By Paul Magno | March 16, 2023

Thursday's, in this corner of the Universo Pugilistico, are all about my sack-- my bulging, bulbous, aching sack-- and the gooey, salty truth contained within. So...sit back, close your eyes, pull back your hair, and get ready for this week's money shot of wisdom. This week we have comments/questions regarding Canelo-Ryder, the Tank-Garcia rehydration controversy, and Broner vs. Cobbs. 


Hello Paul

As always, expecting you and your family are fine.

I will start with my favorite actual fighter (Canelo). For starters, I am firm believer that luck is something that exists in boxing, if you don’t believe me look at John Ryder. I think he somehow deserves the Canelo fight, but he got it because Zack Parker got injured. In this fight, I saw Parker completely dominate Ryder until his hand got damaged. In an ideal world, I would've liked Canelo to fight Parker because his style resembles a little more Bivol's. This 70-80% version of Prime Canelo should be enough to break down Ryder if you ask me. I am expecting the same thing that happened to Kirkland to happen to Ryder due to Canelo's excellent timing and bodyshots. Do you see the same?

Sometimes I wonder whatever happened to Canelo after the Caleb Plant fight. I got these theories, but I would like to read yours:

a) He has been indeed fighting with an injured hand that prevented him to properly train and emptied his gas tank vs Bivol and Golovkin.

b) He rushed too much in having 4 fights within a year and that diminished his engine.

c) He placed boxing on as second priority, focusing in golf, investments and his new wife.

Hopefully C is not your pick.

Best regards.

– Miguel

Hey Miguel.

Ryder is a tough guy and he’ll keep coming for as long as he can. He’ll give the fans a good show. I agree that he got fortunate against Parker, but he’s also earned this opportunity with wins over Daniel Jacobs and a should’ve-been win against Callum Smith. I have no issues with Ryder getting this shot.

As for Canelo’s issues? Well, it’s probably a mix of things. For me, I think he was maybe riding too high after unifying the super middleweight division and took Bivol too lightly. He assumed that he could go in there and will his way to victory. Unfortunately for him, Bivol fought the perfect fight, made no exploitable mistakes, and Alvarez simply had no ability (or energy) to execute any sort of real Plan B. The injured hand may have played a role in his performance against Golovkin, but I said before that fight that he’d probably push GGG a little, but fall back and play it safe if he saw that the Kazakh still presented some legitimate degree of danger. I wasn’t surprised by his “do enough to win” performance there.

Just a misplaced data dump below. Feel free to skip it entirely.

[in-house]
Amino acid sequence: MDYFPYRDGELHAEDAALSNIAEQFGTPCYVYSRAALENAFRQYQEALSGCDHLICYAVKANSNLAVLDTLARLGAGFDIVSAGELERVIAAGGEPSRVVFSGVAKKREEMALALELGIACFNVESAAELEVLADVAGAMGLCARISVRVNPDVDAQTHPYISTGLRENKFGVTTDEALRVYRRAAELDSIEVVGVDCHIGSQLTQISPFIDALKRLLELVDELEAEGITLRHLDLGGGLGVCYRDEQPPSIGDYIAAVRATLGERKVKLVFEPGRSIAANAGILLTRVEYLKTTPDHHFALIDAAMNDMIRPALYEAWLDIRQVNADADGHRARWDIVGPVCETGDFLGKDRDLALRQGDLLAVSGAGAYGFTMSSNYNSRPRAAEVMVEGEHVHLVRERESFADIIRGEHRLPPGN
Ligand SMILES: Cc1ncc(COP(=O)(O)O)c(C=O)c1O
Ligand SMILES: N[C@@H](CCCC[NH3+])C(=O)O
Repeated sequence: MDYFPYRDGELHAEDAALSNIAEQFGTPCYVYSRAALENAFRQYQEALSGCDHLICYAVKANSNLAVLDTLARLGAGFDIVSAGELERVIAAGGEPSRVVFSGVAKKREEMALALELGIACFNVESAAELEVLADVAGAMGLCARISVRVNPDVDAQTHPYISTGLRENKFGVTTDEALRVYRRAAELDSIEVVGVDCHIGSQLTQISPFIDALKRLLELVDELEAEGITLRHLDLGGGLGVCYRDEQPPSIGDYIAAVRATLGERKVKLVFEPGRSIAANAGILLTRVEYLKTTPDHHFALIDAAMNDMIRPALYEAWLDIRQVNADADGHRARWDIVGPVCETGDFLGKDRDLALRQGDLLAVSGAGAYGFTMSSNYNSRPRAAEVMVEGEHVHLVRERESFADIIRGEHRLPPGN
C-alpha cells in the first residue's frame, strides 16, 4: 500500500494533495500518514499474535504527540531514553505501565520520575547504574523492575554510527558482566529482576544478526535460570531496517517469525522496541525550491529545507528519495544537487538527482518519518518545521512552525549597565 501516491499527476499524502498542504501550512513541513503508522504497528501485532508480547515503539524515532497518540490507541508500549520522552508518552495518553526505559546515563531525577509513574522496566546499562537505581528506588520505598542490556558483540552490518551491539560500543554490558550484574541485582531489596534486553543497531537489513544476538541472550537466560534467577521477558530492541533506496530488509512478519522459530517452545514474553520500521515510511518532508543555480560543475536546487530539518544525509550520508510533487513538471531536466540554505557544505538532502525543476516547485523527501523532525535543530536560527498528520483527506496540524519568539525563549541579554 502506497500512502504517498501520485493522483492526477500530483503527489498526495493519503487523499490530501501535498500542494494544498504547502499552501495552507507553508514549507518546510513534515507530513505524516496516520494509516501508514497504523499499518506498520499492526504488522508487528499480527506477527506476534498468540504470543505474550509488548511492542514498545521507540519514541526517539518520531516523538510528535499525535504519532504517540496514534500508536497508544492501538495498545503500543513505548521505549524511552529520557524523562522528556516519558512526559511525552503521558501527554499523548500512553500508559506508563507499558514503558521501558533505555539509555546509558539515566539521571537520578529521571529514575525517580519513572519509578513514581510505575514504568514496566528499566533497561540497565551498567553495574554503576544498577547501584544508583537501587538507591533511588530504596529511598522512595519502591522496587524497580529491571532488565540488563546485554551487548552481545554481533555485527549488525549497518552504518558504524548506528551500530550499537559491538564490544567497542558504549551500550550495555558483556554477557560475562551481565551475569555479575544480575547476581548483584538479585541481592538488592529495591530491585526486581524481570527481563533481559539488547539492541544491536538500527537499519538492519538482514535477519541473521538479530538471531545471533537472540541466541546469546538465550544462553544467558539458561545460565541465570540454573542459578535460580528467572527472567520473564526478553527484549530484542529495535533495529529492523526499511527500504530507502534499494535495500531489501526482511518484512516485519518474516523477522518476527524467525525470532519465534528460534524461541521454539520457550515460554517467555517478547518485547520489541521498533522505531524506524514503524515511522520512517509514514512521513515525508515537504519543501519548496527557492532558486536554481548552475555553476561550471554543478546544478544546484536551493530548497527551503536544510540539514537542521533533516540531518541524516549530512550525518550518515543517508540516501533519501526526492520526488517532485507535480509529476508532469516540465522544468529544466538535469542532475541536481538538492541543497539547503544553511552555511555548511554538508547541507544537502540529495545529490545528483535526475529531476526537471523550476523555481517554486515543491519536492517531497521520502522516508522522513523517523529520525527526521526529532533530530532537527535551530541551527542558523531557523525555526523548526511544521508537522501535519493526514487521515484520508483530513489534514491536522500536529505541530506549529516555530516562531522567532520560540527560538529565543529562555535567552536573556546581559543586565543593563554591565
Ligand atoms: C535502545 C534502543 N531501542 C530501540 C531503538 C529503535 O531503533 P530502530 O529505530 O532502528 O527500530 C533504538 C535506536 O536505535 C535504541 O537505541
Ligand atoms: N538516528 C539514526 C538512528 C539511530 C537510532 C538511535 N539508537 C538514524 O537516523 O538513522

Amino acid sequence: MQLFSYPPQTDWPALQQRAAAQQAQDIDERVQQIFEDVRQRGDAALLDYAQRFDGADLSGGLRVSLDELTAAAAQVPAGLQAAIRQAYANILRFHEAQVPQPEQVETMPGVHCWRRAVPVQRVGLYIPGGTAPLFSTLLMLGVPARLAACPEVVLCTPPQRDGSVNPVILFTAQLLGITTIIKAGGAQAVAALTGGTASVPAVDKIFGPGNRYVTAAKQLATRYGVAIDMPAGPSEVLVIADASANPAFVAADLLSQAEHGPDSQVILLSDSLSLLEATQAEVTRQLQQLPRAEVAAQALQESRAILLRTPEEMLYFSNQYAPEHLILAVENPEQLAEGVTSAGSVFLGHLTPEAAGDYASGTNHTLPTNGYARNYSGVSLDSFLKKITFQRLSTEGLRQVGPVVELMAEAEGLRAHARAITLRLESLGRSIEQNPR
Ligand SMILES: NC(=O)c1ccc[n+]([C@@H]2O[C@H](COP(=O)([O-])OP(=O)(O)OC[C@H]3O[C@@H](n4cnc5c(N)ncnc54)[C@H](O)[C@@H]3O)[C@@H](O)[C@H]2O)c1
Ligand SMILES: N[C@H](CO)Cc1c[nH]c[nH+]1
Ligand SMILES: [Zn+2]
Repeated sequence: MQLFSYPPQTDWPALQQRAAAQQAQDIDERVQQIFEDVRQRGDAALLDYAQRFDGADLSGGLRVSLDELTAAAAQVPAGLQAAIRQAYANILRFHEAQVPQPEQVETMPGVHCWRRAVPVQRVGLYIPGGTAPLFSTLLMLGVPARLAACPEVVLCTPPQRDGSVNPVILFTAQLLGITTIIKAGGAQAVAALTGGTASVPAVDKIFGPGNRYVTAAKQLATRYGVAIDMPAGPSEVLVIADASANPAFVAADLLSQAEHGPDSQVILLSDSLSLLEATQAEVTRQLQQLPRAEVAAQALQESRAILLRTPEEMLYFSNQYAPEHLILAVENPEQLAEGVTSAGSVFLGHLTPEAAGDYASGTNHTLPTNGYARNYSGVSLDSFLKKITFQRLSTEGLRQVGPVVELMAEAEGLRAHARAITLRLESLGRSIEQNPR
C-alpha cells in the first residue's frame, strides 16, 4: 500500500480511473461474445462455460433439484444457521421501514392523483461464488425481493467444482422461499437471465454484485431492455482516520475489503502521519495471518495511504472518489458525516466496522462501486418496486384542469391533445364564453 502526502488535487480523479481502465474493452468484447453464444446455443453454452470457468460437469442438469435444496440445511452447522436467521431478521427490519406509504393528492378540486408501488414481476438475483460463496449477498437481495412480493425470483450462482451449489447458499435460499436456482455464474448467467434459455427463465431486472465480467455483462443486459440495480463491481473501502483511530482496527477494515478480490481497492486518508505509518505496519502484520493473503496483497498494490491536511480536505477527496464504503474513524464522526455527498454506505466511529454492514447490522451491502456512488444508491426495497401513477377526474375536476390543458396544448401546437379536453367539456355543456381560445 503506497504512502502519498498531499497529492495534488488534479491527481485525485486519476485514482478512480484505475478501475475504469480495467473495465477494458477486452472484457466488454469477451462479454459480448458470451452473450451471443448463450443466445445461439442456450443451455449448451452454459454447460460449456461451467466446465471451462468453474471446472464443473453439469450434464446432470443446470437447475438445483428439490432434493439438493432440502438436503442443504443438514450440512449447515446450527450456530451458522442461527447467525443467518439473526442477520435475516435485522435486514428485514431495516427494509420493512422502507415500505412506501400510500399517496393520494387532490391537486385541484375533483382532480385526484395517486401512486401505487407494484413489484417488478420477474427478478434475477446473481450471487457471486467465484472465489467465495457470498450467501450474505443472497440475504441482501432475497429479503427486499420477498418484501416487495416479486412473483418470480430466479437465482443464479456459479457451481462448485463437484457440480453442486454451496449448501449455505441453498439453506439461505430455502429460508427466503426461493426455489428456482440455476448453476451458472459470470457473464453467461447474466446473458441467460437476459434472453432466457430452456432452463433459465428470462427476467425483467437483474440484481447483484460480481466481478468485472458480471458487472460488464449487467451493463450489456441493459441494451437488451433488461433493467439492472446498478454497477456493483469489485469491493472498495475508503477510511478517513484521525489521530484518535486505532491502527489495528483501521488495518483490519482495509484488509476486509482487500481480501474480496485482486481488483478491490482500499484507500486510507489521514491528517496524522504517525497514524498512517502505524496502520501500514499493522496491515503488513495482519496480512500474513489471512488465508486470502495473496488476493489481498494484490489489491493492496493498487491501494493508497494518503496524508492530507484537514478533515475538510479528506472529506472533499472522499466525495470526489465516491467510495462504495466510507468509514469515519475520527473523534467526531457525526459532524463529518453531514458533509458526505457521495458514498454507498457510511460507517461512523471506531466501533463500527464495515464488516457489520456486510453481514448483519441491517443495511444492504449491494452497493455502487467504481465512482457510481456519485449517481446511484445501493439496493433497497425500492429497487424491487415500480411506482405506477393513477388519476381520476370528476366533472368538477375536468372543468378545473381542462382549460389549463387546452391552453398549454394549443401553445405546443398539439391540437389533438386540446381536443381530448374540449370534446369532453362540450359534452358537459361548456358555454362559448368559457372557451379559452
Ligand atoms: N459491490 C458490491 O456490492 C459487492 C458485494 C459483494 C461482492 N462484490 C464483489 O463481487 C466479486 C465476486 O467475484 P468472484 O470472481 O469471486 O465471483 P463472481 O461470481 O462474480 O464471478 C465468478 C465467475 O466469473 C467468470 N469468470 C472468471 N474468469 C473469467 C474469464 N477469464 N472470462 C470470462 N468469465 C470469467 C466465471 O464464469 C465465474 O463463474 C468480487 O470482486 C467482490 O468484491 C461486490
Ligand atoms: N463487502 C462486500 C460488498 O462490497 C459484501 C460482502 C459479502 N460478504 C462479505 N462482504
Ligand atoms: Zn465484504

I think overall, though, Alvarez’s fire has diminished and he needs to find new purpose to push him forward. But, as Marvin Hagler once famously said, it’s tough to get out of bed to do roadwork at 5 am, when you’re sleeping in silk pajamas. Alvarez needs a challenge who will wake up that competitive spirit, a really dangerous foe who could realistically put a beating on him. Maybe he’ll find that fire in a rematch with Bivol or, perhaps, a bout with David Benavidez.

The Rehydration Clause

Hi Paul,

Firstly, thank you for all the hard work over the years bringing us fans some semblance of unbiased and balanced reporting on boxing.

In my younger days I competed in wrestling and kickboxing, and we always weighed in on the morning of the tournament with the matches in the afternoon. If you then progressed through the knock-out rounds to the finals on the next day, you were weighed again before being able to compete.

I am very concerned about the amount of weight being cut by current combat athletes for the very reasons mentioned in your notes on Monday. UFC middleweights walk around between 215 – 220 pounds but cut weight to 185 pounds and light heavyweights are around 235 – 242 but they cut weight to 200 pounds. This is not only very unhealthy but downright dangerous and the cause of many traumatic brain injuries as referred to in your article.

In my view same day weigh-ins should be reinstated but I doubt whether this will ever change.

This all said, I do not agree with the starting point of your article stating that weight management is cheating. The current rules of the game allow all fighters to cut as much weight as possible, thus giving them an advantage in the fight. It may not be fair but a physical advantage, better resources to prepare etc may also be “unfair” but it is not cheating.

It also does not fall “outside of the commission’s ability to sanction or enforce” – they could enforce it if they decide to adopt rules to govern it but currently there are no such rules.  

An advantage gained within the ambit of the existing rules is not cheating and if fans complain about a unilateral rehydration clause insisted on by the A side to my mind that is not saying to “stop cheating by putting in that clause that stops the other guy I like better from cheating.”  I am also unable to agree with your comparison between “weight managers” and PED cheats. A “weight manager” throws the dice by trying to get an advantage within the rules, it may backfire as we have seen in the past but a PED cheat gets an immediate physical advantage by acting illegally in contravention of the rules.

The issue is that one of the boxers is using his star power to negotiate a physical advantage for him in the fight whist the other is also trying to gain a physical advantage but one that falls squarely within the rules.